Strange and Schafermeyer's Pediatric Emergency Medicine, Fourth Edition (Strange, Pediatric Emergency Medicine), 4th Ed.

CHAPTER 41. Inflammatory and Infectious Heart Disease

William T. Tsai


• Pericarditis presents with chest pain in the older child. Pleuritic or positional chest pain, fever, tachycardia, friction rub, and electrocardiographic changes may be noted.

• Tachycardia and fatigue may be signs of myocarditis. These patients should be admitted to a pediatric intensive care unit for careful monitoring and aggressive supportive management.

• Obtain echocardiography in patients with suspected myocarditis.

• The at-risk patient with endocarditis presents with unexplained fever, myalgia, new murmur, and elevated acute-phase reactants.


Inflammatory diseases of the heart may affect the pericardium, myocardium, or endocardium. Pancarditis describes inflammation involving all layers of the heart. Such inflammatory cardiac disorders may be infectious, noninfectious, or rheumatologic and enter into the differential diagnosis in children presenting with complaints that range from chest pain, to acute gastrointestinal symptoms, to symptoms of cardiovascular collapse.

This chapter will discuss the presentation, diagnosis, and management of pericarditis, myocarditis, and endocarditis in children presenting to the emergency department.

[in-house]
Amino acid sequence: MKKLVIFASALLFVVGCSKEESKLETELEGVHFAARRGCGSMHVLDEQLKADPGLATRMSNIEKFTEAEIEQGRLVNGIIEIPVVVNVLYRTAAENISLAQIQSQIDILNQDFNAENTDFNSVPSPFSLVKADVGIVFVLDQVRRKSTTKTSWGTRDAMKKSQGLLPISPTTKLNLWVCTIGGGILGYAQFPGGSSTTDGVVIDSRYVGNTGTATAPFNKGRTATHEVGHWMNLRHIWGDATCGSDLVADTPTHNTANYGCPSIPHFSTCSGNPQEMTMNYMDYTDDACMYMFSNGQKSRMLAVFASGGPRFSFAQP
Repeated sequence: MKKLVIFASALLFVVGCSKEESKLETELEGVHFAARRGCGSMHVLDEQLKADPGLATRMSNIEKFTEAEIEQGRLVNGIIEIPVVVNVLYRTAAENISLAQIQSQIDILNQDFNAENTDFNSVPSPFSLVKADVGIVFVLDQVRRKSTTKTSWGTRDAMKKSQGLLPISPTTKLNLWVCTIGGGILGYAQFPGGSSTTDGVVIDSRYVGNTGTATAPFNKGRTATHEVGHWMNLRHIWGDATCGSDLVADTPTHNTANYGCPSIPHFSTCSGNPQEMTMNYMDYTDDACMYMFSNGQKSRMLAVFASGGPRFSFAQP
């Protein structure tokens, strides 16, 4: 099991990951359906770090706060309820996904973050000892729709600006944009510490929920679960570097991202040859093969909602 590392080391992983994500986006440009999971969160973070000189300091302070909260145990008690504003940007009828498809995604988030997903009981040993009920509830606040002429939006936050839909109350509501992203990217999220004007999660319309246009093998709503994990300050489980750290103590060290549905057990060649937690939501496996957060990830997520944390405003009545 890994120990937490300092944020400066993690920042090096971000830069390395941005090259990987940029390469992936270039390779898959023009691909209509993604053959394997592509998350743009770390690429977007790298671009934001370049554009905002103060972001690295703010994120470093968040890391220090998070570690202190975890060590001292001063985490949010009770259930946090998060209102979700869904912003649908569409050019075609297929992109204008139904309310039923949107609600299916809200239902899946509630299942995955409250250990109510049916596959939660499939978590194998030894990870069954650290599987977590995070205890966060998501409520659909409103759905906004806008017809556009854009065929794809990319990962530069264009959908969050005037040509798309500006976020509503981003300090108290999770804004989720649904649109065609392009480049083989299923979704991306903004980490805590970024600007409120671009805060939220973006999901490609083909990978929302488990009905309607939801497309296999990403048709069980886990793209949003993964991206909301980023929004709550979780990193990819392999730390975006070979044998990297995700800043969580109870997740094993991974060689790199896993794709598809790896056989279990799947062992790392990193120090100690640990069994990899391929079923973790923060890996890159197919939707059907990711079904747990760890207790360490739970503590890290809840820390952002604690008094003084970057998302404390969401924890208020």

Pericarditis usually follows a benign clinical course. Presenting symptoms include pleuritic or positional chest pain, fever, dyspnea, or abdominal pain. Causes overlap with those of myocarditis (Table 41-1).

TABLE 41-1

Etiology of Pericarditis


Signs include a pericardial friction rub and tachycardia. If there is a large enough pericardial effusion, one may not hear a friction rub because the visceral and parietal pleura are not apposed. As effusions increase in volume, dyspnea, or shock may develop. In the presence of pericardial tamponade, distended jugular veins and hepatomegaly may become noticeable. As cardiac output decreases because of decreased cardiac stroke volume, delayed capillary refill, decreased urine output, and hypotension develop. Pulsus paradoxus, an exaggerated decrease in systolic blood pressure during inspiration, may be appreciated.1

In patients with little or no effusion, the chest radiograph may be normal. Cardiomegaly is noted on chest radiography when moderate or large pleural effusions are present (Fig. 41-1). The electrocardiogram may be diagnostic with diffuse ST-T wave changes, and PR depression may occur. A decreased QRS amplitude or electrical alternans may be seen with large effusions. Echocardiography will rapidly demonstrate the presence, size, and location of a pericardial effusion and can rapidly identify cardiac tamponade using 2D and Doppler techniques.